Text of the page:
We have settled in to that old familiar routine here at The Gift of Life House. We have been here four days now, and as always, it is a profound and expanding experience being here. There is definitely a difference staying at the original house rather than the new one where we were last summer. While the new one is more contemporary and spacious, the old GOL house is warm and cozy. Whereas the new one has a dining area that is 80 x 20 and all spread out, the old house has 3 smaller dining areas each with about five tables. It simply invites conversation as opposed to fostering privacy. And the same is true of the Porch, which to me is like an entity unto itself . There is only one porch at the old house as opposed to three at the new one, so here you meet and greet everyone throughout the day and get updated on the daily events and tests. As always there are incredible stories of life, success, and disappointment.
Yesterday I ran into Justin. He is the man that I mentioned meeting last year from Corvallis. At that time he and his wife were in the midst of a 10 month wait for her lung transplant. In seeing him I assumed she had had her transplant and they were back for follow up. No. Still waiting! The have been here 22 months now waiting for a lung. For whatever reason they simply can't get a match for her. Can you imagine? I mean, this is a nice place and all, but 22 months with no end in sight is mind-boggling to me.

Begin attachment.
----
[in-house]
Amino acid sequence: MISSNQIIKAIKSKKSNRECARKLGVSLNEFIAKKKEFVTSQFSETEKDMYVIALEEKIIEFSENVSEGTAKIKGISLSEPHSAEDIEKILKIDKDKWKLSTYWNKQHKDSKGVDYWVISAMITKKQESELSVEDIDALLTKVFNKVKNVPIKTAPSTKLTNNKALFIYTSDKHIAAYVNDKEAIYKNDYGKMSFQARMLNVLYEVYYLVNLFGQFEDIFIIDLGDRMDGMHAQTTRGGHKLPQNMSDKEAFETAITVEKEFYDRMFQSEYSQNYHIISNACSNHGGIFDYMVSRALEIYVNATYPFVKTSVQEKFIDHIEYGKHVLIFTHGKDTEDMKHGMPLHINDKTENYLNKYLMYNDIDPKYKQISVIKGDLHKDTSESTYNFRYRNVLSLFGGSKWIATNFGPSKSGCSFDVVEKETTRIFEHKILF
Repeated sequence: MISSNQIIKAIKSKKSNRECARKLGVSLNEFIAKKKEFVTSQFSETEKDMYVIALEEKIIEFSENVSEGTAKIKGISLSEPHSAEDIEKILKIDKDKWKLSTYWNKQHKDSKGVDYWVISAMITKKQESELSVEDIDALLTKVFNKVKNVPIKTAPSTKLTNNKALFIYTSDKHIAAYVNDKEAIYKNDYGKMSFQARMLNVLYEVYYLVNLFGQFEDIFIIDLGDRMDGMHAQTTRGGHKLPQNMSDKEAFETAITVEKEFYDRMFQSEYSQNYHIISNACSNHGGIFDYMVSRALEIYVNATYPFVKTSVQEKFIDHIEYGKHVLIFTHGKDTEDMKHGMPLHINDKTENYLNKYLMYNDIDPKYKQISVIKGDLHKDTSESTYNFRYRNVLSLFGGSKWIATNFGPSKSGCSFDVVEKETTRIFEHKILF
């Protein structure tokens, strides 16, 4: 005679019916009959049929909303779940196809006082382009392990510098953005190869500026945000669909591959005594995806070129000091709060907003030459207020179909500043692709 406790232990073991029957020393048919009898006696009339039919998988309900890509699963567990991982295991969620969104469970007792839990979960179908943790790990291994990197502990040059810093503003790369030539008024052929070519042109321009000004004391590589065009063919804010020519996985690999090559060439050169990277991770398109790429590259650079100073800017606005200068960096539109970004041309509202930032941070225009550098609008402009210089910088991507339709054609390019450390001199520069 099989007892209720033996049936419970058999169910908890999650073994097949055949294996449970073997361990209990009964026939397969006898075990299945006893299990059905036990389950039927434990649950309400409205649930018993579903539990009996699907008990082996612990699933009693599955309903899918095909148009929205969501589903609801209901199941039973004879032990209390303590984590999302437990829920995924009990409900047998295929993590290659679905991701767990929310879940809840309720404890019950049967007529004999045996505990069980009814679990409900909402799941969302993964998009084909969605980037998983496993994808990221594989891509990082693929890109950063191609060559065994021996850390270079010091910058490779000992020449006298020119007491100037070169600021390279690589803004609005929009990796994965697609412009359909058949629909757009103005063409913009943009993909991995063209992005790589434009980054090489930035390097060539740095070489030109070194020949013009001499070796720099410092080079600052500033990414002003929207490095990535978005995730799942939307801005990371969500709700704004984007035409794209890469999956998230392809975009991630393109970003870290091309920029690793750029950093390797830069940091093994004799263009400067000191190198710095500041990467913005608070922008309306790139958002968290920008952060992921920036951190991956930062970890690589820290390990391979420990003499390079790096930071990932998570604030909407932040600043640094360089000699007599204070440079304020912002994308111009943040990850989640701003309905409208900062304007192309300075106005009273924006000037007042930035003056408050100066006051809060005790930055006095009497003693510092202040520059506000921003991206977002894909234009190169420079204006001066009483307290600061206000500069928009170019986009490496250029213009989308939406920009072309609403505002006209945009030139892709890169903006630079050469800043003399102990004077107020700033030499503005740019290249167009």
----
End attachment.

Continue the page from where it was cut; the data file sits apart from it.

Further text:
The most incredible story I heard this week was from John who lives in New York. His wife has a very rare liver disorder where it deprives her body of oxygen due to some problem in the blood vessels. Like so many people here, she was two years without diagnosis. She finally went to the Yale Hospital, and the doctors there were also unsure and recommended Mayo. But how to get her there? She is bedridden and on oxygen. She can't even sit up without being oxygen deprived. John looked into a medflight: $25,000. He looked into hiring an ambulance to drive her there: $15,000. Then the Dr. from Yale calls him with a plan. He tells John to rent a van, and the doctor himself and a respiratory thereapist drive with he and his wife to Minnesota. They drive straight through, and 18 hours and 32 tanks of oxygen later they deliver her to the hospital here for the treatment she needs. Then the doctor flies himself and his assistant home. What a saint. She is here and struggling, but now they have a diagnosis and it looks like they are on course to strengthen her to the point where she can survive the surgery for a new liver.
There must be six or seven different liver patients here this time. Two have had their transplant and are doing well. Several have been waiting weeks, if not months, for theirs. So many here are walking that fine line between life and death each day. Will I get diagnosed in time? If so is there a treatment? Can I get a transplant? When will the organ come? And with all of that is the guilt of knowing that the answer to their prayer for an organ means someone else, somewhere, has lost their life. But if you value and appreciate open and honest talks and conversation, this is the place to be. There is no bullshit here. Wounds and emotions are wide open here, and it is an environment of total honesty and support. Everyone, particularly those in good health, should have the chance to stay here or volunteer here for a few weeks. It makes you a better human being. And if you are ever looking for a worth while cause to donate to or support, think about donating to the Gift of Life. There are truly angels at work here every day. Rick